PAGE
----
Unprecedented U.S.
Economic Developments

With job losses exceeding the gains from the last expansion the U.S. economy is in unprecedented territory. The $3.3 trillion fiscal stimulus still may not be enough to halt double-digit contractions.

April 28, 2020
Job losses now exceed gains from the last expansion

Remarkable, if not unprecedented, developments in the economy continued last week. Unemployment claims remained elevated at about 4.4 million and over the last five weeks of available data totaled roughly 26.5 million. Net job gains from trough to peak during the last expansion totaled about 22.8 million. Although employment figures will not likely match up exactly with unemployment claims, claims speak to the severity of job losses. Relative to the peak employment from February, job losses total roughly 17%, or about 1 in 7 jobs. Concerns are increasing that job losses are spreading beyond the leisure and hospitality, healthcare, and retail industries as revenues across businesses plummet. 

Oil futures price falls into negative territory for the first time

In another sign of unpresented disruption to the global economy, oil futures prices fell into negative territory for the first time in history. Effectively, oil producers would pay someone to take physical delivery of crude oil. The massive demand shock due to the global recession occurred during the same time as a glut of discounted oil supply due to a price war, causing the price to collapse and increasing the incentive to store oil for future sale. That resulted in limited storage capacity in Cushing, Oklahoma where physical delivery occurs in the U.S., making it difficult to take physical possession. Consequently, a record amount of oil is sitting in tankers at sea as floating storage. Normally, cheap oil boosts consumer spending and provides a fillip to the economy, but that will likely not occur under lockdown. More likely, cheap oil will restrain private investment in energy and will likely lead to credit defaults and business failures in the energy industry, clear negatives for the economy. 

Government approves additional fiscal stimulus, adding to record total

Congress approved an additional $484 billion in additional stimulus spending. The total includes another $320 billion of added funding for the Paycheck Protection Program (PPP). The bill also includes roughly $75 billion for hospitals, $25 billion to expand COVID testing, and $60 billion for the Small Business Administration’s (SBA’s) Economic Injury Disaster Loan program which aids temporarily distressed businesses. This bill brings the total approved by Congress to roughly $3.3 trillion, a record amount. Though no panacea, the additional funds should continue to help support businesses and employment levels.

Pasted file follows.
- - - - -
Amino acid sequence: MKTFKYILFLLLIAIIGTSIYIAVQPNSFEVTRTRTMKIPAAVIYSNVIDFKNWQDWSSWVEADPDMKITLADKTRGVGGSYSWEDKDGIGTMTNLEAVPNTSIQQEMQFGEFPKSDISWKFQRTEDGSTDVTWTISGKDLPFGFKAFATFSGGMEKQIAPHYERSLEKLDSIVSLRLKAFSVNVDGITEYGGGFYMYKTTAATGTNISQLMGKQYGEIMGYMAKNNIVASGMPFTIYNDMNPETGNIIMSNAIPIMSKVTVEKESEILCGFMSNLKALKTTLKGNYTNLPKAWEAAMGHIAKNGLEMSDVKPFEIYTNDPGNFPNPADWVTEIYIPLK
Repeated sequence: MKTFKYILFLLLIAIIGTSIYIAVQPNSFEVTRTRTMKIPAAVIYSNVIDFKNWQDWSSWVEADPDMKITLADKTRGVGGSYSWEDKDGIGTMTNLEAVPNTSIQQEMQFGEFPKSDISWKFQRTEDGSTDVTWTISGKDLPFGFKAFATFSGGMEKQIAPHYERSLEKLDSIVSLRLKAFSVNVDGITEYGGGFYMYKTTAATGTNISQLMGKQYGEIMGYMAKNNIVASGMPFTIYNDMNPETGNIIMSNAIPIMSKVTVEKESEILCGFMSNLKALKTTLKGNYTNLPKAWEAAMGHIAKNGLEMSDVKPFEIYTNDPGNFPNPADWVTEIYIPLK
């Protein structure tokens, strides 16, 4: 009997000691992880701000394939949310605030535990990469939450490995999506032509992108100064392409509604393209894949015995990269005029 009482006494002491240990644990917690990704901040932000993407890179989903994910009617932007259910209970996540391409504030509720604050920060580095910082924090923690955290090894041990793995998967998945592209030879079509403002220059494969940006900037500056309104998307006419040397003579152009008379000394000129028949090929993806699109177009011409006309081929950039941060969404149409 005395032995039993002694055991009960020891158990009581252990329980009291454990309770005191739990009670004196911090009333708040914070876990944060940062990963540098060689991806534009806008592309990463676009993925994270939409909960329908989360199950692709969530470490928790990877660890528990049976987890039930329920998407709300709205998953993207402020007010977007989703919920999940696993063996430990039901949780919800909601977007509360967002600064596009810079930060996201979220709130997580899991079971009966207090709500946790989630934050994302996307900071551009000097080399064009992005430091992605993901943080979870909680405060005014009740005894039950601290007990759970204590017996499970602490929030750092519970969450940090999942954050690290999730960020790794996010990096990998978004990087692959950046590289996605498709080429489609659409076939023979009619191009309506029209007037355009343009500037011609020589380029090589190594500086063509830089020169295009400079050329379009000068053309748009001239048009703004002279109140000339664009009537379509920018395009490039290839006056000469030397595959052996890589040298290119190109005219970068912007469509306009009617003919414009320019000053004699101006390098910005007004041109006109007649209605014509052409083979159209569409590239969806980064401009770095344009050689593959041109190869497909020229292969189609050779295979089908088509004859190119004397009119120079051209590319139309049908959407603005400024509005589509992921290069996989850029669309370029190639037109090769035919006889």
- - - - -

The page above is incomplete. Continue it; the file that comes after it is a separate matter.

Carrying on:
Federal Reserve suspends limits on savings account withdrawals and transfers

Sensing consumer distress, the Fed suspended the limit on the number of savings account withdrawals and transfers. Federal regulations generally limit account holders to six transactions per month, but the Fed eased rules for banks to ensure customers could get their funds if needed. Though savings accounts are typically only used as emergency funds, relaxing the limits could help those who have already exhausted the funds in their checking accounts, particularly the estimated 25% to 30% of consumers that do not possess a credit card. Enabling spending, even if mostly non-discretionary spending, helps support aggregate demand in the economy. 

Economic outlook

These developments likely portend record-setting contraction in economic activity in the first half of the year. First quarter GDP growth will publish this week. We expect a contraction in quarterly growth that could rival the downturn from fourth quarter 2008 and first quarter 2009. During the depths of the Great Recession, growth was contracting at a roughly 4% to 8% annualized rate. We anticipate a more pronounced, double-digit contraction in the economy in the second quarter that will likely set a record. At a minimum, it will likely mark the first quarterly double-digit decline since the first quarter of 1958.